A good way to combine data together is to have all your data available in a Custom Online Dashboard. This means that experts such as MRDC put together systems to manage all the data, so that you can access it for the purposes you need. You can either leave us to load the data or there can be automated or semi-automated systems for uploading the latest data, checking the data as it is uploaded, if necessary. It is important to have a clear idea of who will be using the dashboard and the goals of the user base. This means that it is important to do comprehensive preparatory work before the dashboard is developed. I’ve written a blog article on this topic – click here to read it. Where data and requirements are likely to change regularly, a custom dashboard will generally not be the right solution, but a well prepared and well developed dashboard can be a valuable tool when wishing to pull together different sources of data. Much of the cost will usually be in the development of the dashboard; the number of users will be less important unless there is a big or diverse user base which, perhaps, requires support.
There are a number of software systems that allow dashboards to be built within the confines of the software system. Products such as Tableau and Dapresy have advanced rapidly over recent years and can provide good online dashboards. Most of the content above about custom online dashboards will be equally applicable. The pricing model is likely to be somewhat different and may be affected more by the number of users. The dashboard development can either be prepared by yourselves or by skilled users of the software. MRDC does not offer this service, but it is a viable route, particularly if you want to produce or supply a number of dashboards. Flexibility of data management and output will be restricted the scope of the software product you choose, but pulling data together from different sources should be achievable in many cases.
I suspect some people would not call this a hi-tech solution as MRDC’s role would be no more than to pull data together into one big database so that it is accessible to database experts. And, there’s the rub. Whilst we would do all the work to pull the data together, you would need skilled staff that can interrogate the database using a programming language so that reports or other outputs could be produced. It’s hi-skilled, perhaps, rather than hi-tech. Unless you have programmers available who can work with a SQL server database (or you plan to recruit programmers with these skills), this is not an option. If you do have such skilled people, the sky is the limit – you should be able to produce data from different sources in any way you might want. It will give you the flexibility to produce custom reports as and when you want them – but, at a price – the cost of employing skilled programmers.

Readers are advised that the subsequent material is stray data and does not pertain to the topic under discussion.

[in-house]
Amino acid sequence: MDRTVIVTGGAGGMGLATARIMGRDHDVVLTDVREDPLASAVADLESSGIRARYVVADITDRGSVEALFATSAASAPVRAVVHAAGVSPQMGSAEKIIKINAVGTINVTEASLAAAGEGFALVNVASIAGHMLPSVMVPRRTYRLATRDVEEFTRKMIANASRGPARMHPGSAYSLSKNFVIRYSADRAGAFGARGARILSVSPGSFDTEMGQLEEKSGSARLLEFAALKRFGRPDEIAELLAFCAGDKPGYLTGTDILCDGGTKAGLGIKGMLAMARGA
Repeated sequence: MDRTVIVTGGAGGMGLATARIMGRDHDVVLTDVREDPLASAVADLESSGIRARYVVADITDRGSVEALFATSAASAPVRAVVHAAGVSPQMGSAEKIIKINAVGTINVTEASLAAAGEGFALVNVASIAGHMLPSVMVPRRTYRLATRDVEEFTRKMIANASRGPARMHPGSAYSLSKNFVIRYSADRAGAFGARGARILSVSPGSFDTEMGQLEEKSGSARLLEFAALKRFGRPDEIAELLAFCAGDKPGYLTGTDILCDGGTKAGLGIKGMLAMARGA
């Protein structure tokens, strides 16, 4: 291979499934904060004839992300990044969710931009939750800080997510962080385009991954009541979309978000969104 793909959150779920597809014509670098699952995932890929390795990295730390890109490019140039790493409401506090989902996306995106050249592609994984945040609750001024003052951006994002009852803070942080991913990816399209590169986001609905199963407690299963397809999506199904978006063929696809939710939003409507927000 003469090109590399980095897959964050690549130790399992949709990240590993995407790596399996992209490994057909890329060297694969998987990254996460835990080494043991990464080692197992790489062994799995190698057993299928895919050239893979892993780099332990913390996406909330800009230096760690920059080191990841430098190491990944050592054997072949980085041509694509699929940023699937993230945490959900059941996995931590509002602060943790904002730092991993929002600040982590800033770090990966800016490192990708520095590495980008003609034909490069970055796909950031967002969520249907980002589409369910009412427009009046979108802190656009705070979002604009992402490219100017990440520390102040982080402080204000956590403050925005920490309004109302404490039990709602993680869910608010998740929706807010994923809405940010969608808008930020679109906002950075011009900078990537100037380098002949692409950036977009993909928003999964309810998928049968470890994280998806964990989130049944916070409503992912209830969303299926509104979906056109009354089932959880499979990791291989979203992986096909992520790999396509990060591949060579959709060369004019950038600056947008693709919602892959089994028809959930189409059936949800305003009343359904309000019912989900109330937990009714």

I thought that a paragraph was warranted about the use of market research data with other sources of data. Market research data is usually different in structure from other sources of data. Most commercial data is comprised of lots of rows of data with a few columns. What do I mean by this? Sales data, for example, will typically be thousands (or millions) of transactions (the rows of your data) by a few categories – maybe the number ordered, the cost, the location, the date, the time etc. Market research data is the opposite shape usually. Market research is conducted on small samples – often around 1000 respondents, sometimes less – by many (or hundreds) of fields. Why am I making this point? Well, most companies that claim to manage and report data will not be familiar with working with research data that has hundreds of fields. Market research regularly has multiple response questions which may use many fields. It’s why our history in research means we can marry research data with other commercial data effectively. It might seem an unimportant point, but it is important when it comes to pulling different sources of data together or producing analysis and reports.
Another important question to ask yourself is ‘Who is using the data?’ If it is just yourself that means that there are completely different considerations from a reporting system that will be used by a lot of users, who have different analysis needs. The classic example is the CEO who just wants some topline figures to check business progress while someone at a junior level needs to know about the microdata to do his or her job effectively. Systems that pull data together from data sources need to look after all types of users well.
Pulling data together costs money, but with modern systems that we have developed, these costs are significantly lower than they were, say, ten years ago. The benefit is not just that data is more readily accessible but that more value can be derived from the data you already have. Insights that might be missed can be unearthed. Success is dependent on having clear goals and having a well thought out path. We can help with that. An email to me would be a good starting point to start a conversation.